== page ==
I was walking along the path skirting the bowling green, somewhere I hadn't been before, when I noticed some unusual towers from a distance. Intrigued, I decided to investigate, finding this delightful and quirky building. From a distance, and against the background of the forested Hill behind, I had the impression of a Bavarian Schloss. Those of you in the know are probably laughing your socks off about that...after all, I've never been to the country where such buildings exist, and it certainly isn't in the same league as the photos I've seen. Nevertheless, that was my first thought! ;)
However, close to is quite a different matter, and the accent is definitely Gothic in nature...with a fascinating piece of history, as I later found out.
As it's a residential building, my photo shoot entailed taking photos of the bits that I could see looming above the high walls, peering through hedges and walking around and as near as I could get to...much to the amusement of the bowlers on the green. I aim to entertain! ;)
Finding the front entrance, I saw the sign 'The Old Chancel', which gave me something to work on. The photo below was taken from the end of Coburg Terrace, oddly enough...although the connection is tenuous at best, and no connection at all really! However, the original owner lived in the last house of Coburg Terrace and built this in his garden, eventually moving into it as his home.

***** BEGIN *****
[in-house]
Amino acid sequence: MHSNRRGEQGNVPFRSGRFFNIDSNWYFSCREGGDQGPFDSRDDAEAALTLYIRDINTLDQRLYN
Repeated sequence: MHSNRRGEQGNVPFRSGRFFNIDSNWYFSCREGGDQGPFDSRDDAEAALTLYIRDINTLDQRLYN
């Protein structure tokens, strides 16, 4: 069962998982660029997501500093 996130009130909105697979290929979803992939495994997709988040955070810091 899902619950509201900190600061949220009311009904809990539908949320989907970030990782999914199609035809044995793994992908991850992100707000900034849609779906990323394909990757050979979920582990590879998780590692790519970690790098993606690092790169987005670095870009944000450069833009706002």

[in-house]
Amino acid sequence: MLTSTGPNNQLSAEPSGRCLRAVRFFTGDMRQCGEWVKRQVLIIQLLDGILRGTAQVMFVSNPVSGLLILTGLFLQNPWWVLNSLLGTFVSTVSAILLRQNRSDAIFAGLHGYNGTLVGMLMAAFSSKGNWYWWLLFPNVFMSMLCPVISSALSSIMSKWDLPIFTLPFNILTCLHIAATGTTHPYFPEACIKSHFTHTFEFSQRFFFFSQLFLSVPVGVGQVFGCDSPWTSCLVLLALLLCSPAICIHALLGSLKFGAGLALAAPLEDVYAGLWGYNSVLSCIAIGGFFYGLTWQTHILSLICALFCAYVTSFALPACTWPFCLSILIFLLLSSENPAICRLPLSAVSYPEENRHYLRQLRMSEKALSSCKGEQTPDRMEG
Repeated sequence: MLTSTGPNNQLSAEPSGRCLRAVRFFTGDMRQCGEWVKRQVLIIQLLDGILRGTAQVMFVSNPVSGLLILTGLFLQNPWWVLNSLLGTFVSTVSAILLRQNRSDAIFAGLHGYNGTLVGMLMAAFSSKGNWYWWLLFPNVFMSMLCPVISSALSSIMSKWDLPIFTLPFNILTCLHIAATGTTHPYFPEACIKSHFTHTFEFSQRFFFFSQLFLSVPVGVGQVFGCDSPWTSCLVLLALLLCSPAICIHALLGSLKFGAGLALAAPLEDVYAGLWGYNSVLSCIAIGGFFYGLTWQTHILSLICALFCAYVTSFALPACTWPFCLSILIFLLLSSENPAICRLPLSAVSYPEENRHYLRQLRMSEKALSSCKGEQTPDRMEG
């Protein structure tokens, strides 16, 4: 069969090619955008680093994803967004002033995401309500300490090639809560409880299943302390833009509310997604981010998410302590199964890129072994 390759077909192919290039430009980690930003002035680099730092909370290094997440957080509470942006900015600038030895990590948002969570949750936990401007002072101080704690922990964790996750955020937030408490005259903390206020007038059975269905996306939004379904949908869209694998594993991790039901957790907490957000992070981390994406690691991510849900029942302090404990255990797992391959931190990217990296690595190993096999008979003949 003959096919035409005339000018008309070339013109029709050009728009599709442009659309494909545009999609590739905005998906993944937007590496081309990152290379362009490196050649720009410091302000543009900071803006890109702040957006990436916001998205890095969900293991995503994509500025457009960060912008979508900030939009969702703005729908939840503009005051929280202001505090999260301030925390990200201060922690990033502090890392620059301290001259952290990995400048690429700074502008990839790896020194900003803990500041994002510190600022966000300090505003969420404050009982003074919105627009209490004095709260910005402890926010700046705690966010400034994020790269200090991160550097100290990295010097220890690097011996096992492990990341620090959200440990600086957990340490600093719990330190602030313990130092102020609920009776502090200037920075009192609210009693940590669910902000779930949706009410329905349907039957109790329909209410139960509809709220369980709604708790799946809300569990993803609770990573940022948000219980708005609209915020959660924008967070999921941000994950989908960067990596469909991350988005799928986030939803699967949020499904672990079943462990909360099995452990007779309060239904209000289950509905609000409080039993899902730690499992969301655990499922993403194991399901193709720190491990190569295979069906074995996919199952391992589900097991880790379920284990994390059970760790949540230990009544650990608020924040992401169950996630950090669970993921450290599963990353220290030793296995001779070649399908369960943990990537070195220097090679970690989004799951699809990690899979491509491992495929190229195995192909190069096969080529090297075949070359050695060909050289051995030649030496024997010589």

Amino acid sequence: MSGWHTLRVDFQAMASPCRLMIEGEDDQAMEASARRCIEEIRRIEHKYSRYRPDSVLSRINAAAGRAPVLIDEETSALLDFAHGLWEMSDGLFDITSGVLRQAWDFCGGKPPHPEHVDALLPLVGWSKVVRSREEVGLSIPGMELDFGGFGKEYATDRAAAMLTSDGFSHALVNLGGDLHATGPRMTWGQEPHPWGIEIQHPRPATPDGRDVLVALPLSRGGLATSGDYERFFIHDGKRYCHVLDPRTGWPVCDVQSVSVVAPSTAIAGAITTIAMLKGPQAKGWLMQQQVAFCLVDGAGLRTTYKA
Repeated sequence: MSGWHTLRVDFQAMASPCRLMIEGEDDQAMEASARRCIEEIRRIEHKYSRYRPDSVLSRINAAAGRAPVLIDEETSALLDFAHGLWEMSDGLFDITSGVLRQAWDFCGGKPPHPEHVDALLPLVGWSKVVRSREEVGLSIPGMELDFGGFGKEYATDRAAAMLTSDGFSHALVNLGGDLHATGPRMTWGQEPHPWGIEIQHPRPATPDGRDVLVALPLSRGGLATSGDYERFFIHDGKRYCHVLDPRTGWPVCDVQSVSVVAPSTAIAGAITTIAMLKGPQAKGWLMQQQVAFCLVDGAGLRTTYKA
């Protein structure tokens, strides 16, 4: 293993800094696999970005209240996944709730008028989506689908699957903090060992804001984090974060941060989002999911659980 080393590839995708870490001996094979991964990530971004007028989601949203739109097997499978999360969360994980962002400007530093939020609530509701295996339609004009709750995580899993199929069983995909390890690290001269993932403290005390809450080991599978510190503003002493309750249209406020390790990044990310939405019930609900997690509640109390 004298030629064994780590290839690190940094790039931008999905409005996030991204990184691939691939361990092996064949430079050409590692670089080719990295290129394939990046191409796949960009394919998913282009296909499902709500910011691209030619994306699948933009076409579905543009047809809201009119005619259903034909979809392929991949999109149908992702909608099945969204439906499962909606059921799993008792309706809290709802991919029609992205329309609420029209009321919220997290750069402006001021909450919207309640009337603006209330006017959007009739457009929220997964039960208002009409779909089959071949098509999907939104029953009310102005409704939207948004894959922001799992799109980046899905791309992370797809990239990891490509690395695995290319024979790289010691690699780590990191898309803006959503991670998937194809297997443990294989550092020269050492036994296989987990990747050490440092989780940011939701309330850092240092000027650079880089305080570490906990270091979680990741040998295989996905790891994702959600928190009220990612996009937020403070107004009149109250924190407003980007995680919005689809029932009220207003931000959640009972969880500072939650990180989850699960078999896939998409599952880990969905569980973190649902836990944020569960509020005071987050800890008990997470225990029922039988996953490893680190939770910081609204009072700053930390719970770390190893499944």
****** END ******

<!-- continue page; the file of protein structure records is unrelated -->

The local antiquarian and historian, Peter Orlando Hutchinson, was part of the committee to oversee the restoration of the parish church in 1864. Apparently, he was so horrified to discover that the restoration was to be more of a rebuild, leaving only the original tower intact, that he set about saving whatever he could and re-erecting the chancel, together with it's 18th century window, in his garden. The rest of the house was added later, which he then occupied.
A Grade I listed building, it is built of old stone and also incorporates original Mediaeval pieces from the church.
As well as the lovely church remains, the building comprises several odd and wonderful features, such as the chimney stacks, weather vane and a gargoyley-looking grotesque or chimera. Sadly, the chimera doesn't show up on my photos as I couldn't get a near enough shot. The tablet, seen through the hedge, above, contains a monogram and is dated 1864.
Above, the 'Bavarian Castle' has changed into a moorish-looking building from Spain with the inclusion of a nearby palm in the photo! Below is a rather clumsy enlargement of the house taken from a long shot, showing the hills behind.
And, in the foreground, the delightful addition of a rather hairy Nessie stalking the fringes of the bowling green.
A few more photos, along with these, can also be viewed in the Photo Gallery album.